The Rumpus Interview with Damien Ober

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When I first heard the concept for Damien Ober’s novel Doctor Benjamin Franklin’s Dream America—a series of vignettes about each signer of the Declaration of Independence at the moment of his death—I thought, Great concept, but how the hell is he going to pull that off? And that was before I learned that in Ober’s version of early America the main threat wasn’t the British, the Spanish, the French, or even the Native Americans—it was a deadly plague contracted through the Internet.

Yes, Doctor Benjamin Franklin’s Dream America is one of those experimental hybrids: part historical novel, part speculative mind-fuck. But after reading a few chapters I was hooked. Unlike many high concept novels, Dream America isn’t constantly winking at the reader. In fact, it doesn’t wink at all. Nor does it bury the reader in an avalanche of “bet you didn’t know this about our Founding Fathers” ephemera.

No, Dream America is a wildly imaginative, deftly plotted, gorgeously crafted novel with astute things to say about an America that might have been and an America we’re in danger of becoming. I would even go so far as to suggest it’s not a novel at all, but a linked collection of very short set pieces distributed over sixty years in an alternate cyberpunk America.

The brilliant thing about these pieces is that for the protagonists it comes down to the end again and again and again. What did the men who invented America think about the project five, fifteen, fifty years down the road? Sometimes they know the end is near, sometimes they don’t, but the reader always knows and the results are surprisingly moving.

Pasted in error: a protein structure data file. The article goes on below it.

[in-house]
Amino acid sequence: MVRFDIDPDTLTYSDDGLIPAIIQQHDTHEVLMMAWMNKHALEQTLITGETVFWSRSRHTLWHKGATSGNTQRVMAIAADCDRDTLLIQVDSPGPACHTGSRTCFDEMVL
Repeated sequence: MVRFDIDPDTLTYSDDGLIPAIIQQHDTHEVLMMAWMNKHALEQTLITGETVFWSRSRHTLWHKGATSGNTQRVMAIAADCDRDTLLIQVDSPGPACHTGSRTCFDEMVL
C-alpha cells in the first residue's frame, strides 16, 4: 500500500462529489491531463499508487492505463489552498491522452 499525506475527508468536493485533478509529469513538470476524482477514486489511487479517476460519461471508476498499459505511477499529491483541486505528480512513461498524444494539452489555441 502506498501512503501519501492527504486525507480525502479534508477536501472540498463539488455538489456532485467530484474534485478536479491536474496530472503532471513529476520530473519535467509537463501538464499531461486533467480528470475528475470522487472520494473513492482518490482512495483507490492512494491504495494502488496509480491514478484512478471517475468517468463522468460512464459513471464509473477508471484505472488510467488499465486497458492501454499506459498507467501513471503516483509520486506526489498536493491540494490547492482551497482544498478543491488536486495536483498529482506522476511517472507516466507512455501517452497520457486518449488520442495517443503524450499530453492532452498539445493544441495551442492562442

I had the opportunity to discuss with Damien the origins of his groundbreaking novel, the difficulty of staying true to the facts, and the surprising things he discovered about the men that made America.

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The Rumpus: The idea of an Internet virus decimating the signers of the Declaration of Independence is the kind of counterfactual story I love. Did the idea for this book come all at once or was it something you had to develop?

Damien Ober: It was definitely a long development. But not a singular one, more like several ideas running in parallel. I would collect things I thought of while reading or brainstorming: stories, characters, historical and imagined events, but concepts, too. After a while a few picked up gravity and the project pulled together. For this novel, the first thing that came was the idea of setting the whole thing at the deathbeds of the Signers. I was also chomping at the bit to write about communications technology and the uploading of humanity. Giving it all this saddle punk twist was the icing that made the world come alive.

Rumpus: Saddle punk! What a great-sounding sub-genre to play around in.

Ober: There’s something cool about a guy riding into town on a horse, pulling out a cell phone and connecting to the cloud, then having to cook a rabbit over an open fire. I guess I wish the world was that way.

Rumpus: Have you always been drawn to this kind of high concept work? Are there any books that inspired you with their ambition or challenged your notion of what a novel could be?

Ober: V.A.L.I.S. by Philip K. Dick stands out in my mind as a novel, but also so much more. It’s kind of a self-therapy session in fiction form and has all those weird ties to the real goings on in PKD’s life. Harmony Korine’s A Crack Up at the Race Riots is another one that always makes me smile. It says “a novel” right there on the cover and it’s like these weird lists and cut out suicide letters.

I do like structural high concepts. From the creative side they are very liberating. I never had to waste much time wondering where I was going: OK, who’s the next Signer to die? But then you go back and start revising and it seems like such a terrible idea. Suddenly what was a creative engine feels very inflexible and confining.

Rumpus: Thomas Pynchon has some interesting things to say about eighteenth-century technology in Mason & Dixon.

Ober: I love how Mason & Dixon plays with science as power. The ability to predict an eclipse and divide land based on astronomical observation was really empowering to those possessed of the knowledge, or the resources to hire those in possession. Plus, a tree-felling contest between a werebeaver and a super-lumberjack, doesn’t get much sweeter than that.

Rumpus: You read and review a lot of books about 18th century America. Is this an instance of making your research work for you or the other way around?